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<Sourcebook of Alternative Technologies for Freshwater Augumentation
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1.1.9 Earthen Bunds

Technical Description

Earthen bunds are essentially an external catchment, long slope technique of water harvesting. Typically a u-shaped structure of earthen bunds which farmers build on their cultivated lands to harvest runoff from adjacent upslope catchments, this technique usually collects rainwater and, sometimes, floodwaters (Figure 14).

The base bund approximately follows the contour line and impounds the runoff. Two outer arms fulfil the same function and also act as conveyance structures which direct water to the cultivated lands. Sometimes, shorter inner arms are added which divide the land into smaller basins and improve the spread of captured runoff (Figure 15). A shallow channel is left on the inside of the bund to support the conveyance and circulation of runoff.


Figure 14

Figure 14. Typical element of the teras water harvesting structure
(van Dijk, 1995).

Excess water is normally drained along the tips of the outer arms which are reinforced with materials such as stones, brushwood or old tyres. Bunds are usually 0.5 m high and 2 m deep at the base, but these dimensions can vary greatly depending on both the slope and the amount of runoff expected in the area. The base can be between 50 to 300 m long, while the arms are usually 20 to 100 m long. The size of the cultivated area serviced by such a structure is 0.2 to 3 ha.

Figure 15

Figure 15. Overview of a teras water harvesting system (van Dijk, 1995).

Extent of Use

One of the few examples of traditional water harvesting technologies where the technique is applied over a wide area. The system is called teras in Somalia, where there are reported to be "thousands" of teras plots in some regions of the Sudan. The bund system is also widely used in Ghana, Burkina Faso and Mali.

Operation and Maintenance

This is a labour-saving technique. Generally, between 3 and 18 days/ha of work is required to ensure that the system runs efficiently. However, breaches of the bunds will require additional work in order to effect repairs. The local dynamics of a drainage system may also require that the conservation structures be continuously adjusted for best performance.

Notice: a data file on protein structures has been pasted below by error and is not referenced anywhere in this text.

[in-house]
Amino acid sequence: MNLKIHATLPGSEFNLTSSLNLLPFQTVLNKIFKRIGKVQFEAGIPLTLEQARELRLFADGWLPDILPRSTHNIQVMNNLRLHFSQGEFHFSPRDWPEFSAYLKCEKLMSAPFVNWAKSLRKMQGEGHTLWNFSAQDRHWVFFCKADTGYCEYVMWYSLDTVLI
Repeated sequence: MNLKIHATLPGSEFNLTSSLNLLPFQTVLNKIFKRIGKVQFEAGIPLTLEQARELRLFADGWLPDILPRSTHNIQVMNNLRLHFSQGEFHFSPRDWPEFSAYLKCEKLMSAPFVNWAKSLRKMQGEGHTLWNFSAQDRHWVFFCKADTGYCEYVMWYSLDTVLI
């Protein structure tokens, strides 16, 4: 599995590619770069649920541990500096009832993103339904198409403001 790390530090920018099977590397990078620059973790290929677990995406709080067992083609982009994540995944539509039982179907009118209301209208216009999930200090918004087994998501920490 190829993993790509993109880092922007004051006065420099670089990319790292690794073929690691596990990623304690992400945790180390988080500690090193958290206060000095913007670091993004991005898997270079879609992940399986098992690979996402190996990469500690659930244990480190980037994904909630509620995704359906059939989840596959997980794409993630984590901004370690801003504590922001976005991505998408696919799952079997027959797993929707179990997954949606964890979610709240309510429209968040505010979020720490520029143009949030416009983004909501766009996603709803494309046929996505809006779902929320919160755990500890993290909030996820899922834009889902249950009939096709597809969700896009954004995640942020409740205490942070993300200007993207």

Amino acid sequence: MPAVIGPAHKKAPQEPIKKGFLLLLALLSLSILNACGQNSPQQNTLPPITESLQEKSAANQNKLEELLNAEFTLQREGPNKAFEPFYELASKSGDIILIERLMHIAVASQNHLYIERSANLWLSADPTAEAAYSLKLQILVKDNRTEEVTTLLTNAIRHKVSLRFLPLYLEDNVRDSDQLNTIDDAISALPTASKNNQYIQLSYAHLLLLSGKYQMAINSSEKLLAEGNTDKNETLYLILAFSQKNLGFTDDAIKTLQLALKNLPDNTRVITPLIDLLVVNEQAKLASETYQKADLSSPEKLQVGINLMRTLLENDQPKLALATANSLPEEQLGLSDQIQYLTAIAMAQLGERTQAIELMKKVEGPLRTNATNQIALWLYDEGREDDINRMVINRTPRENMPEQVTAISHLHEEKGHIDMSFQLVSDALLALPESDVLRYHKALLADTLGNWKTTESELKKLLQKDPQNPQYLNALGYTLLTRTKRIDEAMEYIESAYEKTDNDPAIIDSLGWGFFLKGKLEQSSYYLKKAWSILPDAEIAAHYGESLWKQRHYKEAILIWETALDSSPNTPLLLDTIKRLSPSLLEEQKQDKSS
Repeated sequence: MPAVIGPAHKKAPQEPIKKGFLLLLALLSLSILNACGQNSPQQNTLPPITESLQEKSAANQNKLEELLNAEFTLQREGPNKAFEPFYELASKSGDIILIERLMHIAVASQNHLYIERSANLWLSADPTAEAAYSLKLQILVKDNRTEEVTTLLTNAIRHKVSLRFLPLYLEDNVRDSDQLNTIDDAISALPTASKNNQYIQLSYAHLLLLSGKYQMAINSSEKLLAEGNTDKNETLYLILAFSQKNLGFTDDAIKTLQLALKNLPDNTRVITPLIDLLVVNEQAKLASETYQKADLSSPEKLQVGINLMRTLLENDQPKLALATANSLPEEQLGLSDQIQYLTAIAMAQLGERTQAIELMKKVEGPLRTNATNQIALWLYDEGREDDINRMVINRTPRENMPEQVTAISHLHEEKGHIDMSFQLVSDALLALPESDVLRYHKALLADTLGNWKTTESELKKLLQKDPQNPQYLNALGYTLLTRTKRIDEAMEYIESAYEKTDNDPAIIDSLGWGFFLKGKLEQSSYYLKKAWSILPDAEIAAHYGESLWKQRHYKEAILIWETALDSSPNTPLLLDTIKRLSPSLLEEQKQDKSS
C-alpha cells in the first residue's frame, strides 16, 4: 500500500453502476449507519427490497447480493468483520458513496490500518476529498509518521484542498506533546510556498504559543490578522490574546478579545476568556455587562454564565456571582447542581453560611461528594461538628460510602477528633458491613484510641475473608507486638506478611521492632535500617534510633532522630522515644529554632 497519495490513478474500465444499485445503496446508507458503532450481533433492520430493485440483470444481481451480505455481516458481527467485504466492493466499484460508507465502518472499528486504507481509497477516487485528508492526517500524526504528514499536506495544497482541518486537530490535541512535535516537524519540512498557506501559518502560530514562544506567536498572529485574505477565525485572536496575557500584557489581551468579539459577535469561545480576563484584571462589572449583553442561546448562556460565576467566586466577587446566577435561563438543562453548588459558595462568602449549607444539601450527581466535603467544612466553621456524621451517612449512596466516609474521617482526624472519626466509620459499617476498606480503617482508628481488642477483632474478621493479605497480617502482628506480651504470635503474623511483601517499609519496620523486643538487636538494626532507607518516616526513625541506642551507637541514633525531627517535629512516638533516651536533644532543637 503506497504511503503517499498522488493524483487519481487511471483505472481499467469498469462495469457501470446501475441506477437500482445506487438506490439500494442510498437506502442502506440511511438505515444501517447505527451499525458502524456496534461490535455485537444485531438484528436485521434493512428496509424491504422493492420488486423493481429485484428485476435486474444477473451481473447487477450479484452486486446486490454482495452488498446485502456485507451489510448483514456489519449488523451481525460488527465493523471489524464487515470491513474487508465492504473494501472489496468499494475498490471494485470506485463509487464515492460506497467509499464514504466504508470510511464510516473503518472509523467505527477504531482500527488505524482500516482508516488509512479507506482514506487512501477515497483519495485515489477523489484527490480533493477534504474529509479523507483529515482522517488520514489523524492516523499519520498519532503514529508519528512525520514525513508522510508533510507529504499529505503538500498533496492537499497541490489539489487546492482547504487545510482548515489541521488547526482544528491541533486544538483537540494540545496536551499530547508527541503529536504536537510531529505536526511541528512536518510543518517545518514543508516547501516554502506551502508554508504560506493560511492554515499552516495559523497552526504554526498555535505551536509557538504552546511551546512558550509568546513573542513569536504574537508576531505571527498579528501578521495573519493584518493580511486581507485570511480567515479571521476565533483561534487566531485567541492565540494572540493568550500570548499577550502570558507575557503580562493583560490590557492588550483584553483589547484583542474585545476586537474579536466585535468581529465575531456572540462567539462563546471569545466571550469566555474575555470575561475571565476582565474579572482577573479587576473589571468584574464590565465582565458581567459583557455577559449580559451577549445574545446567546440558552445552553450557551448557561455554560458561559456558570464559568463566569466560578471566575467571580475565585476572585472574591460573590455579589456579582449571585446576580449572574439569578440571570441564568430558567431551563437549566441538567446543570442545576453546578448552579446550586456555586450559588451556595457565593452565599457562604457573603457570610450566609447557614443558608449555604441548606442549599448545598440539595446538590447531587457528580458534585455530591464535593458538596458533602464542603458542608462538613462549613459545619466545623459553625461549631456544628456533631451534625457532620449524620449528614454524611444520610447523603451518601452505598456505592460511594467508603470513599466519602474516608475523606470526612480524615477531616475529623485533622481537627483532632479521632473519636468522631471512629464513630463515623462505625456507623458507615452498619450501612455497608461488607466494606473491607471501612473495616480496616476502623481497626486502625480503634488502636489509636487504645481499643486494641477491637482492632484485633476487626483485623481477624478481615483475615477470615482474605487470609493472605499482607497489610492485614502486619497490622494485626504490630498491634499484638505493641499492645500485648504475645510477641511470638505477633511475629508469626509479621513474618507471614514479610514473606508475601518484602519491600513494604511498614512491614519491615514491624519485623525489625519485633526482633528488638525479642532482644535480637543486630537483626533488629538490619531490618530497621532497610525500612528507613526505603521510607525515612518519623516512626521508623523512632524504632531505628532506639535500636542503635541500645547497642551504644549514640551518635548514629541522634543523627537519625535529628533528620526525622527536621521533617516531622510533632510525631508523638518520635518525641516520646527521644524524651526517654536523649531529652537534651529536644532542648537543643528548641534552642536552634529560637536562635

Level of Involvement

Entirely traditional and farmer-managed, earthen bunds may be built by hand using simple tools, although the use of hired tractors is becoming more common.


There are no data on costs available, but they are not believed to be high when earthen bunds are constructed manually by a farmer. Mechanical construction methods increase costs.

Effectiveness of the Technology

The technique allows the production of a crop of millet or sorghum. Based on data from the Sudan, yields may reach 750 kg/ha in a good year. Quick maturing millet should be planted immediately after the water from a storm has subsided. This crop grows and matures in about 80 days.

Environmental Benefits

Use of this technology reduces land degradation.


This technology is appropriate for areas of the Sudan where the foothills reinforce high intensity and short duration rainfall, with 150 to 400 mm rainfall, annually. Low infiltration increases the generation of runoff from teras catchments. Catchments are normally 2 to 3 times the cultivated area in regions of 150 to 400 mm annual rainfall. Teras irrigation suits the lifestyle of the Beja in the Sudan, as they are often absent from the land, and this system lends itself to small-scale private enterprise. In West Africa the technology is widely found in valley bottoms.


The technology is entirely farmer managed and, therefore, not subject to the organisational problems of other soil and water conservation techniques. Socio economic surveys have indicated that application of soil and water conservation practises contributed about an additional 75% to the total household crop production income in the 1980s and 1990s.


The lack of a spillway can result in breached bunds.

Cultural Acceptability

There are no cultural restrictions. The Muslim population of the Sudan initiated the use of this technology about 40 years ago.

Further Development of the Technology

The development of spillways may improve the efficiency and reduce maintenance costs.

Information Sources

Critchley, W., C. Reij, and A. Seznec 1992. Water Harvesting for Plant Production. Volume II: Case Studies and Conclusions for Sub-Saharan Africa. World Bank Technical Paper No. 157, 133 p.

van Dijk, J.A. 1995. Indigenous and Introduced Soil and Water Conservation in Sudan. Waterlines, 13(4):19-21.


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